As I wrote earlier, we (me and Ranger) have done an assessment of the impact of new 6.0 subquery optimizations. First, we’ve done a search for performance issues in MySQL’s bug database. The raw list is here, and the here is a summary chart:
Search for customer issues in MySQL’s issue tracker system has produced a similar picture (raw list):
The samples are small but I think one can already conclude that the benchmarks and user cases have different kinds of subqueries. The cause of the discrepancy is not clear. Are people’s applications different from what the benchmarks simulate? If yes, what is the benchmark that simulates the apps our users are running?
A dumb search for subqueries in random open source applications using grep didn’t produce much. Again, no idea why, either I was looking at the wrong applications, or it could be that applications that use subqueries do not have SQL statements embedded in their code so one can’t find them with grep, or something else.
So far the outcome is that it’s nice that the new optimizations [will] capture a good fraction of real world cases, but there is no benchmark we could run to check or demonstrate this. Well, I’d still prefer this situation over the the opposite.
Evgen Potemkin is a developer in query optimizer team at MySQL, we’ve been working together for about 3 years now. So, it was a bit unexpected to read in the PostgreSQL news that (originally) his CONNECT BY patch has made it into PostgreSQL. No, we don’t have people coding for two DBMSes at the same time (yet?), the patch has been developed years before Evgen has joined MySQL.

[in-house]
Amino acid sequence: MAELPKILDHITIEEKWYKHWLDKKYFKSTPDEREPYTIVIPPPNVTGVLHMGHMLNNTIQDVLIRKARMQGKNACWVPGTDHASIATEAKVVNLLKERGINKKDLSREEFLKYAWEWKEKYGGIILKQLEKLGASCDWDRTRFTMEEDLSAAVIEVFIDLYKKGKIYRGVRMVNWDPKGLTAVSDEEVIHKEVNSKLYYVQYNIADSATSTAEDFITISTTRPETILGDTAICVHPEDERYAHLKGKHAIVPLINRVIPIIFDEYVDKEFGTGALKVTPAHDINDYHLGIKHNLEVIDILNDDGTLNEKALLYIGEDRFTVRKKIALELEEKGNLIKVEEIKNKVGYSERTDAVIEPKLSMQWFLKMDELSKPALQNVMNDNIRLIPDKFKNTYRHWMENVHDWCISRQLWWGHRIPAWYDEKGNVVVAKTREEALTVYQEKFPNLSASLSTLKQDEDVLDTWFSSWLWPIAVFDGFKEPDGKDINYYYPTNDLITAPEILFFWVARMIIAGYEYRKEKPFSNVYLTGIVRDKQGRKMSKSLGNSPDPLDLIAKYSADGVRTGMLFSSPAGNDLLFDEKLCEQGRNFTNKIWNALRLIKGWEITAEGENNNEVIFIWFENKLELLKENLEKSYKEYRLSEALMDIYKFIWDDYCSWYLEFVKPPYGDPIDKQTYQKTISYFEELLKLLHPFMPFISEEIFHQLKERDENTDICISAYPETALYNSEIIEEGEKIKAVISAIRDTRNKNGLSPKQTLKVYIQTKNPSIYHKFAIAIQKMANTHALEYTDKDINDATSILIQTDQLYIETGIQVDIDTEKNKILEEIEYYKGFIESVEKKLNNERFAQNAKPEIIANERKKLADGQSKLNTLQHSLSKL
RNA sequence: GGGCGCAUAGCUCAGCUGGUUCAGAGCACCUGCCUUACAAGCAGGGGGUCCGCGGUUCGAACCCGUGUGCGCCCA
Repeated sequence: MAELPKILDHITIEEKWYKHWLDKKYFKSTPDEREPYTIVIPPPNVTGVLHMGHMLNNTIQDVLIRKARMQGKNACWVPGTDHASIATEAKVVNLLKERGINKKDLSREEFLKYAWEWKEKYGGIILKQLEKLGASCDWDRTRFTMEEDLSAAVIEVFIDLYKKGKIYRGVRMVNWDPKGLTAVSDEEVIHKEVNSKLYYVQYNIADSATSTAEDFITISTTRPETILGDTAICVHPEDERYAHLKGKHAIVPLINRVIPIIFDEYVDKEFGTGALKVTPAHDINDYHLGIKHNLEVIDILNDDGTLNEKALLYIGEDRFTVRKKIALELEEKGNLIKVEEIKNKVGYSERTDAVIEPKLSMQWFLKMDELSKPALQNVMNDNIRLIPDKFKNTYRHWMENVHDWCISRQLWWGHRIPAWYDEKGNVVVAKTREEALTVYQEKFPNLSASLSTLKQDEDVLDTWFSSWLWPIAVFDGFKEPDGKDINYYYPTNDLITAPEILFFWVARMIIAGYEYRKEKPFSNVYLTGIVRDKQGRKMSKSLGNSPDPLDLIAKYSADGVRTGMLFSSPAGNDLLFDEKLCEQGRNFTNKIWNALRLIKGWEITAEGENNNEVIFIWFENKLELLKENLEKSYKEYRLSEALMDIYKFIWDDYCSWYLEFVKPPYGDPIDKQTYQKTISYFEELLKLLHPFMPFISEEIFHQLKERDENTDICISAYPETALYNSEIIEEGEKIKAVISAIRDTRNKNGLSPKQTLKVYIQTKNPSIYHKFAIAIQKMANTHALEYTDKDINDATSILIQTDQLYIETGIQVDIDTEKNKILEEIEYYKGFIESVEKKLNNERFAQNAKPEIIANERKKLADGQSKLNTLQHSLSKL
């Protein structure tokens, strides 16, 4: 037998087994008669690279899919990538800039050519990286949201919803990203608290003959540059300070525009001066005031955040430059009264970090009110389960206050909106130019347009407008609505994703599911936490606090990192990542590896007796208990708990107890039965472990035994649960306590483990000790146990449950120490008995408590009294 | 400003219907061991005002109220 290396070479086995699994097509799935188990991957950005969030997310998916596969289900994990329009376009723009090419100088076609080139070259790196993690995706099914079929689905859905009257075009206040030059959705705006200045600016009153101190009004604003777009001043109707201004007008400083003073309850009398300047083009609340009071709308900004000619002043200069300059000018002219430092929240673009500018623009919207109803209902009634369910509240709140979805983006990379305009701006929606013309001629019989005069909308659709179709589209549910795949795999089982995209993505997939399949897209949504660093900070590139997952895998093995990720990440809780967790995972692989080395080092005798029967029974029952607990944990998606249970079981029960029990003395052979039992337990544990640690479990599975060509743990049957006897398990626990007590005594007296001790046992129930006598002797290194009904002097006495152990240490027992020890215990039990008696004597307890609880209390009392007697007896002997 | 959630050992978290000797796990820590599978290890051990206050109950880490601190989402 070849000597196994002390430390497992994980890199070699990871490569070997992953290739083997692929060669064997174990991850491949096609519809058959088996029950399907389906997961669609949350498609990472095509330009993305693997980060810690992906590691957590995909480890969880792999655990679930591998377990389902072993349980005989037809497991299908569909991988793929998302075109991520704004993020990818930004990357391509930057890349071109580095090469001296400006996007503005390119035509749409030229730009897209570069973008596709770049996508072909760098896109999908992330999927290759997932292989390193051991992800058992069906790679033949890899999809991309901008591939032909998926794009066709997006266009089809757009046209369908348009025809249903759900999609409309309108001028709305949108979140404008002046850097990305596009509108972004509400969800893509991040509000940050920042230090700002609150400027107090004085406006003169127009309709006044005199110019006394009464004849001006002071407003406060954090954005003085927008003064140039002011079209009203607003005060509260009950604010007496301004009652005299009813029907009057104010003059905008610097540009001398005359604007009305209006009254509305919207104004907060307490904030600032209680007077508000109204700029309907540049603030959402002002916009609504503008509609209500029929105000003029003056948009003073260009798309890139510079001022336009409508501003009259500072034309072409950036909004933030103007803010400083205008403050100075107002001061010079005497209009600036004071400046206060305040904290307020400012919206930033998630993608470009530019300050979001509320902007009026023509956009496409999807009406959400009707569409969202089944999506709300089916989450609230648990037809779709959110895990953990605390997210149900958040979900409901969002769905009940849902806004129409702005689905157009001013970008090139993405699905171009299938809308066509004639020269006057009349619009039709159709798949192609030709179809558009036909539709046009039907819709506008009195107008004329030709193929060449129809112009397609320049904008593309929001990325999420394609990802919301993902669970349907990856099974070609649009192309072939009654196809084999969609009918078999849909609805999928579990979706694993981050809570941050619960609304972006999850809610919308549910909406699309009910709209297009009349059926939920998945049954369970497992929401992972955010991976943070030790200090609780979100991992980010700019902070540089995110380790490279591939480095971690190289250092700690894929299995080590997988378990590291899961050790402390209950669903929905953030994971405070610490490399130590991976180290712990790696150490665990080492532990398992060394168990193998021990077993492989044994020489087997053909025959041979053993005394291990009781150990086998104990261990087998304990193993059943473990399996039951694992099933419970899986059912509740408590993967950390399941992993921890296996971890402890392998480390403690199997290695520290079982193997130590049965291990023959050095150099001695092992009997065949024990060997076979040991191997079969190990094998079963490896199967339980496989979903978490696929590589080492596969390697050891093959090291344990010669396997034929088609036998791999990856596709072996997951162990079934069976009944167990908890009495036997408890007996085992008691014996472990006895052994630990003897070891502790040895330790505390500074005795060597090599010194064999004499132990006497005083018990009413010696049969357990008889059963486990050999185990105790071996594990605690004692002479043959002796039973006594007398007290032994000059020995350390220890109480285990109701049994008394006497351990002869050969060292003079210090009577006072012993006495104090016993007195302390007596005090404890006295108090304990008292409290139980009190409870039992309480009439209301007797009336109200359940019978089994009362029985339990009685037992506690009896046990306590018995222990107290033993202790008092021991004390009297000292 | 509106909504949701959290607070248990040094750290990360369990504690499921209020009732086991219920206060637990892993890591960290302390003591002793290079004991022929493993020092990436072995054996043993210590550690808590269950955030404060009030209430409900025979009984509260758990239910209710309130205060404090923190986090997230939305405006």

One of the questions raised by the prospect of becoming a part of Sun was whether/how we will handle being a part of company that develops other DBMS as well. I suppose this patch news sets a good start.
It turns out the patch is not in the PostgreSQL tree after all. It is just people at www.postgresql.at (which is NOT just a different name for www.postgresql.org, and that was my error) merged the patch into a 8.3 version of PostgreSQL and made the result available to download).
Sorry for creating confusion, and thanks to those who pointed this out in the comments.
I’ve finally found time to put together a couple of wiki pages describing what work we’re doing for subquery optimizations in MySQL 6.0:
- The Subquery_Works page has an overview of what we’ve done so far, we’re doing now and our future plans.
- The 6.0 Subquery Optimization Cheatsheet has a short, easy-to-read description of what has been released in MySQL 6.0.3. That should be enough if you just want to get the new version and see if your subquery is/can be faster now or not. If you want to know more details, the nearest occasion is my MySQL University session on February, 28.
- I’ve done a quick preliminary assessment of the impact of new optimizations. The raw results and first conclusions are here on the 6.0 Subquery Optimization Benchmarks page. We will be doing more analysis and I intend to post more observations based on the already collected data, stay tuned.
That’s everything I have on subqueries so far, but as I’ve already mentioned more is on the way.